The Investment Scientist

Archive for August 2019

Why was the Great Depression so bad? Are we likely to experience something like that in our lifetimes?

This month and next, I plan to write a series of articles about financial crisis. The ideas for this series will come from my Oxford University economics class. The class was taught by Professor Oren Sussman, a prominent scholar on the subject of financial crises. My aim is to explain concurrent economic policies, as well as to answer important questions like those posted above.

Irving Fisher (1867 – 1947) was an American economist who had a very simple theory about the great depression, and who inspired many post-Keynesian economists in later years. He observed that the prices of all things tumbled during the great depression, 43% to be exact, and that had a devastating impact on firms. See a stylized example of a surviving firm below.

Irving Fisher’s debt-deflation theory of the great depression

The firm had $100 in assets on its balance sheet. On the liability side, it had $50 in debt so its capital or owners’ equity was $50. Once the gross price level P fell by 43%, the firm’s assets were reduced to 57, its debt remained at $50, thus its capital or the owners’ equity dwindled to only $7. That’s a devastating 86% loss. The simple example isn’t just an unrealistic example. During the Great Depression, the S&P 500 actually did fall by 87%!

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For the final article of this macroeconomics series, I want to write about something that is much more relevant to your financial wellbeing, whether you are a wage earner or business owner. That is, what would happen if the dollar loses its status as the predominant reserve currency?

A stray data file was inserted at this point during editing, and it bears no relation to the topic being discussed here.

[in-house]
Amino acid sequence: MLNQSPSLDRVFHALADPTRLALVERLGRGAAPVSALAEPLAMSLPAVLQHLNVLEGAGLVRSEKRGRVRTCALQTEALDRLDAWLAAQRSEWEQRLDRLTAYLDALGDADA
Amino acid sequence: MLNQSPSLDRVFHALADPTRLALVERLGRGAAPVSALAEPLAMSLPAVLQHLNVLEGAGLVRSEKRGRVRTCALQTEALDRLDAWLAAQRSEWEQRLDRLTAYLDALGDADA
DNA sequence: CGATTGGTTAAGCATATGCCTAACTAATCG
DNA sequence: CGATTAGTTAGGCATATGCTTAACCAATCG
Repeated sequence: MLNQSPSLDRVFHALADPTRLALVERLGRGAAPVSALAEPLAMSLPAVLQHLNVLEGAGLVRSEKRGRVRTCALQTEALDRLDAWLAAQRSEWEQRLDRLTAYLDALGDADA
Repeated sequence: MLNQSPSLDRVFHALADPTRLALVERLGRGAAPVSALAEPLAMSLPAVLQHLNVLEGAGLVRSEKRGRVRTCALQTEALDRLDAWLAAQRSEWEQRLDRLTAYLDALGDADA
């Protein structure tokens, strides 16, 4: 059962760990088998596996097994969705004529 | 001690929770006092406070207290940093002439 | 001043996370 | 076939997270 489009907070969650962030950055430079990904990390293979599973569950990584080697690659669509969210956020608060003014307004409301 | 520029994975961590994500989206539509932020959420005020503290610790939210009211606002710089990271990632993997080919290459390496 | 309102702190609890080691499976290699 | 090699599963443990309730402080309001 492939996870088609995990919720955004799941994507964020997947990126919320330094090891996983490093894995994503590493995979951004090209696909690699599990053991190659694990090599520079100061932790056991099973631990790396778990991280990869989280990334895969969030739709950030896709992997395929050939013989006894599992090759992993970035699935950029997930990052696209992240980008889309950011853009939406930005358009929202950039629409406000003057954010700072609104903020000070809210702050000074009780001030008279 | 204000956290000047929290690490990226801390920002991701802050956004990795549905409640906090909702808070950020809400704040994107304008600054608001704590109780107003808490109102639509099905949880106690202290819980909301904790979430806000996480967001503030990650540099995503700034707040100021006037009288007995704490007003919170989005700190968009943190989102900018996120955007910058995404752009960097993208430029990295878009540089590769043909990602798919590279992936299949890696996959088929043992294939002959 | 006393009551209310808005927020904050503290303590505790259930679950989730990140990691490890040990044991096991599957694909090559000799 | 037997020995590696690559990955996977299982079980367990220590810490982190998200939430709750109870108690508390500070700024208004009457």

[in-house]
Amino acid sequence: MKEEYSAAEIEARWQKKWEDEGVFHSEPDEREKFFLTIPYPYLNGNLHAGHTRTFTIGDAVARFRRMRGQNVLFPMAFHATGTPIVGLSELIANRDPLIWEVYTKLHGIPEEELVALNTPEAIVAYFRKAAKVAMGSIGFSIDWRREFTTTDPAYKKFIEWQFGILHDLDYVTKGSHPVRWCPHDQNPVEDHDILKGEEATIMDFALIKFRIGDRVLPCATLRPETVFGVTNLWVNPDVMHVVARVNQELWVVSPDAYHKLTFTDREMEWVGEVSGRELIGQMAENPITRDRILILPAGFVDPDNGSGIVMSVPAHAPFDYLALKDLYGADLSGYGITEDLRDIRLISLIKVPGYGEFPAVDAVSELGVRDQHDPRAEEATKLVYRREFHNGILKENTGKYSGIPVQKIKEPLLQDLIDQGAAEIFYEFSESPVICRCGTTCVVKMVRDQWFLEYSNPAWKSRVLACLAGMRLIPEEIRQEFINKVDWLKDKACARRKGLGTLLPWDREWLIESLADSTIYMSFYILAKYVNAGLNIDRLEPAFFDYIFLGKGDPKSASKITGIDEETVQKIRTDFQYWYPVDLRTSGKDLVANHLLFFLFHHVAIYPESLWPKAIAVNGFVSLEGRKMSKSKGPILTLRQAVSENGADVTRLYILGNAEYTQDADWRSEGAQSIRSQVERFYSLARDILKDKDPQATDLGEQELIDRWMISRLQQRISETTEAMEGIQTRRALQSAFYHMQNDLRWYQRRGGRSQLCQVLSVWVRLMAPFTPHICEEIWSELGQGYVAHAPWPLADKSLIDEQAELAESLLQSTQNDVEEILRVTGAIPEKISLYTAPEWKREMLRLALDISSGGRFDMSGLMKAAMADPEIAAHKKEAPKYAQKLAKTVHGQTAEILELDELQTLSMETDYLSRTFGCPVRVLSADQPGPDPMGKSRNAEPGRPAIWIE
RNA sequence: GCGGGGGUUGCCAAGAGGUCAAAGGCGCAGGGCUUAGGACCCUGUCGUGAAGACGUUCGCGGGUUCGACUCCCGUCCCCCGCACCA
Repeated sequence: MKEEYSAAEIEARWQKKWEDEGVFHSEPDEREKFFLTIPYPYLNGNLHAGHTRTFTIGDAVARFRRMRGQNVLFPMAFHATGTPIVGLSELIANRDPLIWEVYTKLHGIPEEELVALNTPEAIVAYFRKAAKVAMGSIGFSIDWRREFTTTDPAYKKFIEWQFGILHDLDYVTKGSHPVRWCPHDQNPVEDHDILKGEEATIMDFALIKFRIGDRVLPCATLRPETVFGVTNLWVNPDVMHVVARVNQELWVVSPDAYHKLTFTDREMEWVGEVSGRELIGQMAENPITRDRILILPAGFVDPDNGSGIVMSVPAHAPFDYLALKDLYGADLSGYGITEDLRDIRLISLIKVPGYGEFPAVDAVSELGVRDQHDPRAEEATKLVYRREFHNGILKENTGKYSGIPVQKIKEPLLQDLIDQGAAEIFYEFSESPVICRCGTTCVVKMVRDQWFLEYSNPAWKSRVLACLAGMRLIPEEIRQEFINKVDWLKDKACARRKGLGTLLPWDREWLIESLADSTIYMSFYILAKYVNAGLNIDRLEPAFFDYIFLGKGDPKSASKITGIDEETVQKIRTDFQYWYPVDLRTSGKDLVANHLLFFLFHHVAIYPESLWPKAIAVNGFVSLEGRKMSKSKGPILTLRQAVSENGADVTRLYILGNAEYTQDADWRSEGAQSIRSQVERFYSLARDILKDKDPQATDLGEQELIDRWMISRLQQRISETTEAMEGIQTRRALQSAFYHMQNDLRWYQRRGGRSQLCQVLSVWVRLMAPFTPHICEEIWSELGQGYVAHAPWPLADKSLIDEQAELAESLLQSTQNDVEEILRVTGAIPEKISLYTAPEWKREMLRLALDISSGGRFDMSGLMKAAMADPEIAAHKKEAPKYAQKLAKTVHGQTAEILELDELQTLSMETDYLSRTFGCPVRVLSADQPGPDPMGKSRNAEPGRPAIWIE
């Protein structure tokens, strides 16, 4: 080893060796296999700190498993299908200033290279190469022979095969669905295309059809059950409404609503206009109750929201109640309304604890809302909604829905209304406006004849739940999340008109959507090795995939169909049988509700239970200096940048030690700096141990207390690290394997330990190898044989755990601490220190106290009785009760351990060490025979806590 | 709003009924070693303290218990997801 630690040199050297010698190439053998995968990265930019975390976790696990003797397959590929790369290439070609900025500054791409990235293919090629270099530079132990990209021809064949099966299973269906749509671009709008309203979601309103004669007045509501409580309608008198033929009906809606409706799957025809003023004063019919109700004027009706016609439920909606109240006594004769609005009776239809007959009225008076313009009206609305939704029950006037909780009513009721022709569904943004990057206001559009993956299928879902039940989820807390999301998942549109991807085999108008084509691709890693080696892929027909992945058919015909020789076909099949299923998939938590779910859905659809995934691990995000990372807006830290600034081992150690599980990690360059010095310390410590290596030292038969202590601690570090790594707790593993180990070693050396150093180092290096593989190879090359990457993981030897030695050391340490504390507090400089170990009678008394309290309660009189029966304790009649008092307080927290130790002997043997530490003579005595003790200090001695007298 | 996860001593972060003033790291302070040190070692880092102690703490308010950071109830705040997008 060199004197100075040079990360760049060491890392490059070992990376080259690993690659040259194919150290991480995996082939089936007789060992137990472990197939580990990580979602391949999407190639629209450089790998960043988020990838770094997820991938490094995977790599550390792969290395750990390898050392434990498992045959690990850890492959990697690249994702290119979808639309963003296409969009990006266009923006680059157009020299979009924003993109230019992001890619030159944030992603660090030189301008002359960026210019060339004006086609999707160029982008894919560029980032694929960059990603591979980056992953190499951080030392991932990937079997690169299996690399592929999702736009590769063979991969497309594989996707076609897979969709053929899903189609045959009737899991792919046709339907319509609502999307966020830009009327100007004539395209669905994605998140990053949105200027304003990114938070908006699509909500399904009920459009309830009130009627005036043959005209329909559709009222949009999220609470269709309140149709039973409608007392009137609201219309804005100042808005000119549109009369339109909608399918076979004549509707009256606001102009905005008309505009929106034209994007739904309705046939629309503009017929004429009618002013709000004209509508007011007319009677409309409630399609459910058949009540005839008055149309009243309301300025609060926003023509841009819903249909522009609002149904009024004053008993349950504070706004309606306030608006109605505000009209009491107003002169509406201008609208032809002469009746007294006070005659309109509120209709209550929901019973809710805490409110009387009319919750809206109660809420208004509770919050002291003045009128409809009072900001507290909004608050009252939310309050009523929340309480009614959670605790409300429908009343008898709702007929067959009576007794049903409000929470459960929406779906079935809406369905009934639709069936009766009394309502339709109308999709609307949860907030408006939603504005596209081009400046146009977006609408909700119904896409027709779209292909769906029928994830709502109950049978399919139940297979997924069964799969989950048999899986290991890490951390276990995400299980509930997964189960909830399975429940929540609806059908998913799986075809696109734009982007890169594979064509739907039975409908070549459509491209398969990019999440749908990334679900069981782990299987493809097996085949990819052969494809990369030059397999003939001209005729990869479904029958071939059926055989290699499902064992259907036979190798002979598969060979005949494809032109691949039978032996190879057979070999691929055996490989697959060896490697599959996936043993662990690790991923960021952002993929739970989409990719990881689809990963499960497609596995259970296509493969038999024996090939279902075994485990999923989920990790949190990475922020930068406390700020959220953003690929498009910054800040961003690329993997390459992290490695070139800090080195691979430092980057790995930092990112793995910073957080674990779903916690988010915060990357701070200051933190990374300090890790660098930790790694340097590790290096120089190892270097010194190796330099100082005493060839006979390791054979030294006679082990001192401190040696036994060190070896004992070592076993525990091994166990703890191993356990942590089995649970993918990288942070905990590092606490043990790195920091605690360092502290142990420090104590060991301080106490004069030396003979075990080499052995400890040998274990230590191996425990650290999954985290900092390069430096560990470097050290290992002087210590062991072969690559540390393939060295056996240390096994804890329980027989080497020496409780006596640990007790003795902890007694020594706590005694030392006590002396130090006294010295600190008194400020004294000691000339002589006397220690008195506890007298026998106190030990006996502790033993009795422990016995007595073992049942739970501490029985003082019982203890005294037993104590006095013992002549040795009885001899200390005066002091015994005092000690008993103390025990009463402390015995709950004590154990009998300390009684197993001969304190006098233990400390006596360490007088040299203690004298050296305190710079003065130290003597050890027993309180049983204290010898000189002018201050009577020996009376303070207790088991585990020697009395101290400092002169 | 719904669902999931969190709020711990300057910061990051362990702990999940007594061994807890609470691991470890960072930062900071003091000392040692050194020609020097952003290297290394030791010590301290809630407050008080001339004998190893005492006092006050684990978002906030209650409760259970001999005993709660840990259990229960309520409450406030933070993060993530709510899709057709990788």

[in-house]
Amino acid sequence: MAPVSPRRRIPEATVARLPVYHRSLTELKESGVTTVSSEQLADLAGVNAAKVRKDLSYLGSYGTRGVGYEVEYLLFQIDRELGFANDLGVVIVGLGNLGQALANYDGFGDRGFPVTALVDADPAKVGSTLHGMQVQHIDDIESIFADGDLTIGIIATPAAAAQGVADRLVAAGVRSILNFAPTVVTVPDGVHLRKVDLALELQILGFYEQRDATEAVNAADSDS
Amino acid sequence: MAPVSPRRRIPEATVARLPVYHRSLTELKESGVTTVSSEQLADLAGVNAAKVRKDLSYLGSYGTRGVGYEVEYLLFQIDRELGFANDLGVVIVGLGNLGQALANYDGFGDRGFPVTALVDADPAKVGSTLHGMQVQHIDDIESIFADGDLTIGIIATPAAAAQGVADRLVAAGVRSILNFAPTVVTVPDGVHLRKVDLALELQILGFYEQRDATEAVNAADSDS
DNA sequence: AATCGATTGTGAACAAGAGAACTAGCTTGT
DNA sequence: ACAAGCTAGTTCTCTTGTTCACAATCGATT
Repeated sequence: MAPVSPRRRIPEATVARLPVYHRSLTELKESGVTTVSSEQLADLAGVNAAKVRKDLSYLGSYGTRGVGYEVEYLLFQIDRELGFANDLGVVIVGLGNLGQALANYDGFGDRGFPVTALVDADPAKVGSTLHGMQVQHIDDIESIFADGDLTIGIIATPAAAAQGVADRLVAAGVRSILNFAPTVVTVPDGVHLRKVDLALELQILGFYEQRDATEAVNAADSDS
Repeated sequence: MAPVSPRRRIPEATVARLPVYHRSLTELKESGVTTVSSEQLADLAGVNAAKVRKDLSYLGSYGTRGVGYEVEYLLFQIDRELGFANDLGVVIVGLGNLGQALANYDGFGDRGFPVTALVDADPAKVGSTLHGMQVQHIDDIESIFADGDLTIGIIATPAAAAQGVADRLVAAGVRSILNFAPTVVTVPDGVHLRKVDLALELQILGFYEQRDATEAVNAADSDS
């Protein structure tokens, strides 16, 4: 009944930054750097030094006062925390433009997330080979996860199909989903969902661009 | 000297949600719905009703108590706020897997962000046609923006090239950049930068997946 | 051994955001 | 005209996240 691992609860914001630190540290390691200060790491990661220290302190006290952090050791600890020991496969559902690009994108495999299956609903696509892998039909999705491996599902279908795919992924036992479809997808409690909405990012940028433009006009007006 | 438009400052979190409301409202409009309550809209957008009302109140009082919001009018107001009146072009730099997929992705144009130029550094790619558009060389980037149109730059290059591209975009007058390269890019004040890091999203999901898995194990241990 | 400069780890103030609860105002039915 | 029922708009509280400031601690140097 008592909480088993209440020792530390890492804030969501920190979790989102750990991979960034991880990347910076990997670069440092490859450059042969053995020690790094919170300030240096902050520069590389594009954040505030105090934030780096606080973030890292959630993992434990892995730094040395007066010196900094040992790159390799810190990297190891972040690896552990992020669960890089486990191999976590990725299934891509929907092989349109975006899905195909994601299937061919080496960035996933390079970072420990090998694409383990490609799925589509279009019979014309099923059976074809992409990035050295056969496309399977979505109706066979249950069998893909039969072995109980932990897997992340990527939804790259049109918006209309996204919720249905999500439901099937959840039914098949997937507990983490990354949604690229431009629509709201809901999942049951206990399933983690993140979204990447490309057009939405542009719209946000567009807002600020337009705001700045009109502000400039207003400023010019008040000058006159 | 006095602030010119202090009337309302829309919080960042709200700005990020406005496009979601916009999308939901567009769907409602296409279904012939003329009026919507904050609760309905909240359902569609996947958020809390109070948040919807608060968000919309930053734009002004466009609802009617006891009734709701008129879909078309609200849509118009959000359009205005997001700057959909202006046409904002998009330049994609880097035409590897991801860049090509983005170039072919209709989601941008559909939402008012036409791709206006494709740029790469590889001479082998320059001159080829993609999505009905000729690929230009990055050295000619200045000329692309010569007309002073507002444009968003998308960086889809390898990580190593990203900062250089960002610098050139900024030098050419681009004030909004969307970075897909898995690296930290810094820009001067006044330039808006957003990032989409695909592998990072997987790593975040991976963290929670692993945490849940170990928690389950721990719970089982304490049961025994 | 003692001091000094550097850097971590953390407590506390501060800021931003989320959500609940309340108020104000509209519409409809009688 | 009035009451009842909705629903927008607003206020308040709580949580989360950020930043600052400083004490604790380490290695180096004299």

The Quantity Theory of Money states:

M/P = kY where

M is the total money supply, P is the gross price level, and kY can be interpreted as the demand for money.

If the dollar loses its “gold” status, central banks around the world will need much fewer dollars and the demand kY for the dollar will drop. To balance this out, either the gross price level P will increase, or the total money supply M will have to be reduced. To put it in layman’s terms, we will get hyper inflation and hyper interest rates, the latter to reduce the money supply.

Let’s look at a historical precedence. See the chart below

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“Why are so many countries lending to the US for negative real interest?” Professor Sussman opened the floor for debate at our Oxford macroeconomics class. In totality, foreign countries own $6.2T of US debt. The chart below shows the countries that lend to the US.

In the previous three articles, I wrote about The Gold StandardThe Fiat Money andThe National Saving Shortage respectively. I hope I explained that the trade deficit is recycling of foreign savings for US private investments. And as long as we are paying negative real interest on our national debt, It’s not a problem, but a win to be able to keep borrowing. What I did not explain is why foreign countries would lend to us at negative real interest, and this is exactly what the professor asked in class and what I hope to explain with this article.

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Author

Michael Zhuang is principal of MZ Capital, a fee-only independent advisory firm based in Washington, DC.

Twitter: @mzhuang

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